Imagination and a Ray Gun Are All We Need

Does imagination save lives? You bet!

Most of the children I know lead secret lives. I certainly did. My imagination was fueled by good books, lots of time to read them and freedom to roam the library stacks at will. Every time I opened the cover of one of those magic kingdoms, I grew.

That is the power of books, and movies and songs for that matter. They allow you to live another life for a brief time. But they also allow you to see your own life differently.

I saw a little boy make a uniquely little boy move in the shopping mall the other day. He lunged forward with an extended arm, his face a focused glare, his mouth making shooting noises. He was lost in a world of his own private story.

As far as I could tell, the little boy in the mall was surrounded by myriads of invisible foes all of whom were obligingly collapsing when he aimed his finger at them. His mother grabbed him by the arm and pulled him away, probably to do some fascinating shopping.

Joking. I hate shopping.

Ambushing aliens from outer space who are hiding behind the sluggish fountain near the food court is far more fulfilling .

As his mother dragged him off, the little boy looked back at his invisible playmates sympathetically, as though they too were being pulled away by their mothers. He didn’t wave but he could have.

I wonder how many mothers realized the people they had brought home from the mall and were feeding a dinner of macaroni and cheese and chicken fingers that evening were actually warriors without whom the entire planet would be lost.

Rose Grey has written three romance novels and is hard at work on a fourth. If you liked this post, come visit the rest of the blog at Hot Pursuit and Not As Advertised are available as ebooks and as paperbacks online.


Character Depth is an Enviable Trait

If you envy an author’s character development skills, is that a sign of weak character?

I know. I promised something frivolous. And I had every intention of providing it until the main character in All the Time in the World by Caroline Angell grabbed my heart and wouldn’t let go.

I stand in awe of a writer who can begin a story with death and make it work. In the first paragraph, we are told the mother of two small boys will die and that this death will be exquisitely painful to the survivors and even, perhaps, to the reader.

What was to prevent me from slapping the book shut and saying, “I’m sad enough today, thank you very much”? Unless I had a penchant for misery. Or just enjoyed a miserable sort of predictability.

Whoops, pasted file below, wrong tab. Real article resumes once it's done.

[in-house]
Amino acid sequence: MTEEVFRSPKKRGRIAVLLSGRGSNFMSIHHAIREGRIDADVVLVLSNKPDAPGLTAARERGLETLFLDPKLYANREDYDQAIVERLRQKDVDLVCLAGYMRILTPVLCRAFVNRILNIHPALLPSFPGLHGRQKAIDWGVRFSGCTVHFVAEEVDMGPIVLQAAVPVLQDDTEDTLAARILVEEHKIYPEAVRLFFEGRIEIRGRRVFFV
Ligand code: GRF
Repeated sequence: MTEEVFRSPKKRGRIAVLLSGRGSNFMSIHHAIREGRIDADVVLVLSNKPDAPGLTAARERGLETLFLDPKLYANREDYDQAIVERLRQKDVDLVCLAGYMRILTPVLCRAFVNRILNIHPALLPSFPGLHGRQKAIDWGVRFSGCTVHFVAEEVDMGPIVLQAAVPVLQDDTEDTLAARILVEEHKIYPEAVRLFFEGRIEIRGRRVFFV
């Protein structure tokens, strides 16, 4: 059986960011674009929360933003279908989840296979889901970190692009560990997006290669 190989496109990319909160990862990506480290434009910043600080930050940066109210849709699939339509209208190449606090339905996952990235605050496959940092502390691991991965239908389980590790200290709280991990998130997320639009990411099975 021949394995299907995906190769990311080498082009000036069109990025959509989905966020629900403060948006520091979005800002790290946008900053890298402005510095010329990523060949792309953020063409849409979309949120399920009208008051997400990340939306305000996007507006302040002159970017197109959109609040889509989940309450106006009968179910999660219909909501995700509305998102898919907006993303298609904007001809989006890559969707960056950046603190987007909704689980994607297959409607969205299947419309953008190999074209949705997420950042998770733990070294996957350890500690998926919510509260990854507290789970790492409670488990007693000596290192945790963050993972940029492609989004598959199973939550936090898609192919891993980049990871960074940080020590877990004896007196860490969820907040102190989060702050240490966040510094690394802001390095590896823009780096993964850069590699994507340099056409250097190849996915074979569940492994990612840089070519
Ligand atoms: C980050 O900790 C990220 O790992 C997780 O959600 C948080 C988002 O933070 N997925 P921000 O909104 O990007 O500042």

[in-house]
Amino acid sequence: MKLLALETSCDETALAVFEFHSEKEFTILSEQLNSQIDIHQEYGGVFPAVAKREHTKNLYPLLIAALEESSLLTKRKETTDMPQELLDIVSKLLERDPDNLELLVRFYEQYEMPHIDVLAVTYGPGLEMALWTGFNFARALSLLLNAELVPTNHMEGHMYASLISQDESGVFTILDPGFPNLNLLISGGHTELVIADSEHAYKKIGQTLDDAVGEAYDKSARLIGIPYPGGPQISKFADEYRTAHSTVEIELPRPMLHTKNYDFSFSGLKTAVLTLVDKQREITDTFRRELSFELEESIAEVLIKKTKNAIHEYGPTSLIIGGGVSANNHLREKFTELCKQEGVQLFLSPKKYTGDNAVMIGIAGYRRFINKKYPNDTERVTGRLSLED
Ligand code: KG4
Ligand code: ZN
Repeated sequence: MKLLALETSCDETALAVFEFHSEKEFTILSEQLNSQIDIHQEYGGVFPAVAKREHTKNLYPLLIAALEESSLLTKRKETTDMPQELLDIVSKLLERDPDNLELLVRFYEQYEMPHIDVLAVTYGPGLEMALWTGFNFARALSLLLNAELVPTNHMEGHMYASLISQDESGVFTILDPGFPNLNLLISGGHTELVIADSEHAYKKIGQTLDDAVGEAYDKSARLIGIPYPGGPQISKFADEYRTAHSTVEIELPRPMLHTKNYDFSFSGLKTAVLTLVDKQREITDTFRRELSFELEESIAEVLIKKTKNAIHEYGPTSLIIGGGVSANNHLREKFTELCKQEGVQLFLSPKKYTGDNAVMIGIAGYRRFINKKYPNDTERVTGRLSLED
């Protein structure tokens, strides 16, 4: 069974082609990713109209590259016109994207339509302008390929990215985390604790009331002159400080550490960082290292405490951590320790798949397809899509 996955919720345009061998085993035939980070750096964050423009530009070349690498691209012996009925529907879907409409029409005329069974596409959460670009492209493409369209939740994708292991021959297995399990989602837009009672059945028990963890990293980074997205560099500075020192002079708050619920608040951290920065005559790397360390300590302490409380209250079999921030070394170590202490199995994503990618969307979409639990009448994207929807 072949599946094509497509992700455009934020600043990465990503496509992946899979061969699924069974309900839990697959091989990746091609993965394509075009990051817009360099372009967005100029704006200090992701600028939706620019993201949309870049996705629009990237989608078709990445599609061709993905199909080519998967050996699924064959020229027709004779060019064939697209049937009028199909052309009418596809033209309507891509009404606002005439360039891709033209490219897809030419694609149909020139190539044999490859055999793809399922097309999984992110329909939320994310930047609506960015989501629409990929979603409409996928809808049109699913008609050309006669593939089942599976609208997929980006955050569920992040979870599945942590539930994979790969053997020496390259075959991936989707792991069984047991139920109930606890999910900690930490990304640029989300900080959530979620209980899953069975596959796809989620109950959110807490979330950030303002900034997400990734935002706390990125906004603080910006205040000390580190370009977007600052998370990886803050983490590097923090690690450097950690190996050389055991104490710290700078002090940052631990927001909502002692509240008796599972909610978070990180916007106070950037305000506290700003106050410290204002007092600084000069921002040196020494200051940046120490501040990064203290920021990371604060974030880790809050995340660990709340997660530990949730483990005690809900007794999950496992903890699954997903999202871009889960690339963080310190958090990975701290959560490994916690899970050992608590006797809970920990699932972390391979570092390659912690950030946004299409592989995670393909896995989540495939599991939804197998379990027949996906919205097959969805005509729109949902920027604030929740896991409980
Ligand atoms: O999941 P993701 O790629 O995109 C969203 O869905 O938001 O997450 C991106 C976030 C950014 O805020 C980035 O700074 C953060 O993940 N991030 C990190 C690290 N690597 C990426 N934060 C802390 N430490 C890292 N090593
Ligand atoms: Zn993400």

But that paragraph was so crystalline in its language, I couldn’t close the book without reading just a little more until I was thoroughly hooked.

Novels don’t usually begin with a death and there is good reason for that. In the arc of a novel, death is the big fear. A writer doesn’t often squander that dark moment on the first page. But Angell takes the risk.

It’s an interesting choice because the death of a character one cares about has a way of taking up a huge amount of psychic reader-energy. In a sense, by getting it out of the way in the beginning, Angell is leaving room for the surviving characters to act in context of their loss.

The strength of this book is in its brilliant character portrayals.

Charlotte, the boys’ nanny, who narrates the history leading up to the crisis and its aftermath is utterly believable and consistent.

Another reason I kept reading was to see how Angell managed to write children.

I can’t count the number of adult novels I have read with child characters who are saccharine, perhaps disobedient but only in the most charming of ways.

So I was anticipating failure, dreading it actually. But I shouldn’t have worried. Angell’s children are real children, believably irritating as a regular thing with those occasional moments of grace we learn to treasure as parents, teachers and caregivers.

I am trying to master writing and books like All the Time in the World, are the ultimate learning device. If you are trying to do the same, read this book. It’s an excellent lesson.

Rose Grey has written three romance novels and is hard at work on a fourth. If you liked this post, come visit the rest of the blog at Hot Pursuit and Not As Advertised are available as ebooks and as paperbacks online.